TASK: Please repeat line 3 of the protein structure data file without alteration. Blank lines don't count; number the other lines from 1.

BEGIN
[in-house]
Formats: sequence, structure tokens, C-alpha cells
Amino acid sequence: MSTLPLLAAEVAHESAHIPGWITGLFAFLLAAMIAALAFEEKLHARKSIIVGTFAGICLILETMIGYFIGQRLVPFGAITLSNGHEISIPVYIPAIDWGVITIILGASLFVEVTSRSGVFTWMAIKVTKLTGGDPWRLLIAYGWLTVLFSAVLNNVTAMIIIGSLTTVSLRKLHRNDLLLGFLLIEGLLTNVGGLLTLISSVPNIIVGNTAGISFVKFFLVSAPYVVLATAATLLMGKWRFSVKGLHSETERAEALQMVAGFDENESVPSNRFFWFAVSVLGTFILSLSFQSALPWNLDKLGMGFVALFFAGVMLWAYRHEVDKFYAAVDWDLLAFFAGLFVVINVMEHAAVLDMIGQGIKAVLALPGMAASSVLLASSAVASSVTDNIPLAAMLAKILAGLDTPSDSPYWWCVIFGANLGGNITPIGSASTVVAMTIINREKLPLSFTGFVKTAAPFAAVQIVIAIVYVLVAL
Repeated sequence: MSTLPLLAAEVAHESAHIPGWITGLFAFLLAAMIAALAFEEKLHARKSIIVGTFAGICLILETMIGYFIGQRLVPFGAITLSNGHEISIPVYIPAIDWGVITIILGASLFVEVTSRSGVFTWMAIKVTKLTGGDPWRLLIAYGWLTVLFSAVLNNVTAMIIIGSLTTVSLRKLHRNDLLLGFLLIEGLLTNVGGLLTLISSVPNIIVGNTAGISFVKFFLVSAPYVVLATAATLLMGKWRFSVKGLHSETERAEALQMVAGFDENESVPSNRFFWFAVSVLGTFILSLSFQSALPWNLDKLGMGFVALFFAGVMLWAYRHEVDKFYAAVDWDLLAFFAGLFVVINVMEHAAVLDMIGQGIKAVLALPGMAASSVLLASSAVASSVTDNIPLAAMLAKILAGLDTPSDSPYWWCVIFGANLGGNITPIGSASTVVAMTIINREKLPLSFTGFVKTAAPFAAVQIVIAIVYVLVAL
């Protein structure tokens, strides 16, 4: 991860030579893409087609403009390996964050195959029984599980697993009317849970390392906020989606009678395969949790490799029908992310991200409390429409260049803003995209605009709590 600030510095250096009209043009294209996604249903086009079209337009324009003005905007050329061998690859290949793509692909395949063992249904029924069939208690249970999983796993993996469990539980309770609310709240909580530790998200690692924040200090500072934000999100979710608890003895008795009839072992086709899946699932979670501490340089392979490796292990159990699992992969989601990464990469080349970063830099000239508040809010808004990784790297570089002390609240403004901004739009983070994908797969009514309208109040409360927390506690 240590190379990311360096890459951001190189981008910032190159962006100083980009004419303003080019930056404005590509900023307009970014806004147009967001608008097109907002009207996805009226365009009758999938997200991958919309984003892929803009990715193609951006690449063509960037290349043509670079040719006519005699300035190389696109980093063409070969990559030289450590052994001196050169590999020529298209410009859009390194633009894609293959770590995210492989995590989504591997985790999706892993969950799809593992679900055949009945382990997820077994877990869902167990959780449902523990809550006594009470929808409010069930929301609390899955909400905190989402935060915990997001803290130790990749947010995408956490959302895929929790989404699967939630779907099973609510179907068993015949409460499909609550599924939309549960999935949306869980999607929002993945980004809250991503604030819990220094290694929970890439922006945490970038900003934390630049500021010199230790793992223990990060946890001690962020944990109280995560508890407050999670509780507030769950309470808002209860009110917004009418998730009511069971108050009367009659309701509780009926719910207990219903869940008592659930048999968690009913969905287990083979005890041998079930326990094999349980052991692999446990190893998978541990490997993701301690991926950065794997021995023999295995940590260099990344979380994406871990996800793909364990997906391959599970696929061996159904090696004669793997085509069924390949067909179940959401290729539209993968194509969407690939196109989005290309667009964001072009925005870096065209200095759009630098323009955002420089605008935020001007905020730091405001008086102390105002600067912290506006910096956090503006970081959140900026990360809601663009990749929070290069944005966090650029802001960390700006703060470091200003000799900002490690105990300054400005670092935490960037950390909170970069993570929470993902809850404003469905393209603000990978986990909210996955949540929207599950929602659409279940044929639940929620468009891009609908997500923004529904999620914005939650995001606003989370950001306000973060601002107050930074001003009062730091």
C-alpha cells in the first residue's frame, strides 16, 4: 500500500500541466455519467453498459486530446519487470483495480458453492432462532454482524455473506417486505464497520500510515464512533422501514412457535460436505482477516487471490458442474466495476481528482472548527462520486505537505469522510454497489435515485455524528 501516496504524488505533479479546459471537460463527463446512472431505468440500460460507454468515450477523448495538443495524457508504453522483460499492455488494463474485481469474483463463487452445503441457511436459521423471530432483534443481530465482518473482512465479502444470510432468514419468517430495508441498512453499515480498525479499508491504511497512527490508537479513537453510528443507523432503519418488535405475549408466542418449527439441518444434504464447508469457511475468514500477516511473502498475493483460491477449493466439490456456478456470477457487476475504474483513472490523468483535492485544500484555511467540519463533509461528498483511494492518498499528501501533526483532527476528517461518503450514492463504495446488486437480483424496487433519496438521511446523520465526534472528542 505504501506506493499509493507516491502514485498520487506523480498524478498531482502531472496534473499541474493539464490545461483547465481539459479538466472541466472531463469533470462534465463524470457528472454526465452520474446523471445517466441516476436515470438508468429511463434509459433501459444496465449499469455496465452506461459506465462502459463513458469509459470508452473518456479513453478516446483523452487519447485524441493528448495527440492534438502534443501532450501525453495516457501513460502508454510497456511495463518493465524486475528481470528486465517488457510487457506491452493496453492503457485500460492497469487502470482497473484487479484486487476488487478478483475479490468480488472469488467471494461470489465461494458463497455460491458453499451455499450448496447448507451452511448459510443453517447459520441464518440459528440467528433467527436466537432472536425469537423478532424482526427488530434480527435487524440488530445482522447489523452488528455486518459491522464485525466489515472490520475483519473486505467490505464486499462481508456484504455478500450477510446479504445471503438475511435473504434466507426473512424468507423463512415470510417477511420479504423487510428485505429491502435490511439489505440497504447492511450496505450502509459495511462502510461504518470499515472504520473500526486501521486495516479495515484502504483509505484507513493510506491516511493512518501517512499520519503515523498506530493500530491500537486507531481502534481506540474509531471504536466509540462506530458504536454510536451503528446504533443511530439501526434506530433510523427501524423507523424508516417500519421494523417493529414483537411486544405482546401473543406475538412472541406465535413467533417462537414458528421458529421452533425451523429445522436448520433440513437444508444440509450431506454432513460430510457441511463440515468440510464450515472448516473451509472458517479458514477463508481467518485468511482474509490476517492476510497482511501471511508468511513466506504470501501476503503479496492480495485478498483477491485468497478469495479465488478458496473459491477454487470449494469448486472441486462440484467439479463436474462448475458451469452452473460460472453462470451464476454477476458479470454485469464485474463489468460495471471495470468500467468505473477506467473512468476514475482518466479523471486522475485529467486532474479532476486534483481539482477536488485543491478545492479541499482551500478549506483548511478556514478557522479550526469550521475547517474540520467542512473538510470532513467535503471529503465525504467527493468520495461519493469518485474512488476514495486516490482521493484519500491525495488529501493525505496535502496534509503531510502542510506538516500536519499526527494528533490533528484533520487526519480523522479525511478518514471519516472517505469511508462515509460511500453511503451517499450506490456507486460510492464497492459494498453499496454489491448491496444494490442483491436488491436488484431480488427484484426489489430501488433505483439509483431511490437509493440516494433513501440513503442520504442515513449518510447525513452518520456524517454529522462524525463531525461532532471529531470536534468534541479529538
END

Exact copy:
Amino acid sequence: MSTLPLLAAEVAHESAHIPGWITGLFAFLLAAMIAALAFEEKLHARKSIIVGTFAGICLILETMIGYFIGQRLVPFGAITLSNGHEISIPVYIPAIDWGVITIILGASLFVEVTSRSGVFTWMAIKVTKLTGGDPWRLLIAYGWLTVLFSAVLNNVTAMIIIGSLTTVSLRKLHRNDLLLGFLLIEGLLTNVGGLLTLISSVPNIIVGNTAGISFVKFFLVSAPYVVLATAATLLMGKWRFSVKGLHSETERAEALQMVAGFDENESVPSNRFFWFAVSVLGTFILSLSFQSALPWNLDKLGMGFVALFFAGVMLWAYRHEVDKFYAAVDWDLLAFFAGLFVVINVMEHAAVLDMIGQGIKAVLALPGMAASSVLLASSAVASSVTDNIPLAAMLAKILAGLDTPSDSPYWWCVIFGANLGGNITPIGSASTVVAMTIINREKLPLSFTGFVKTAAPFAAVQIVIAIVYVLVAL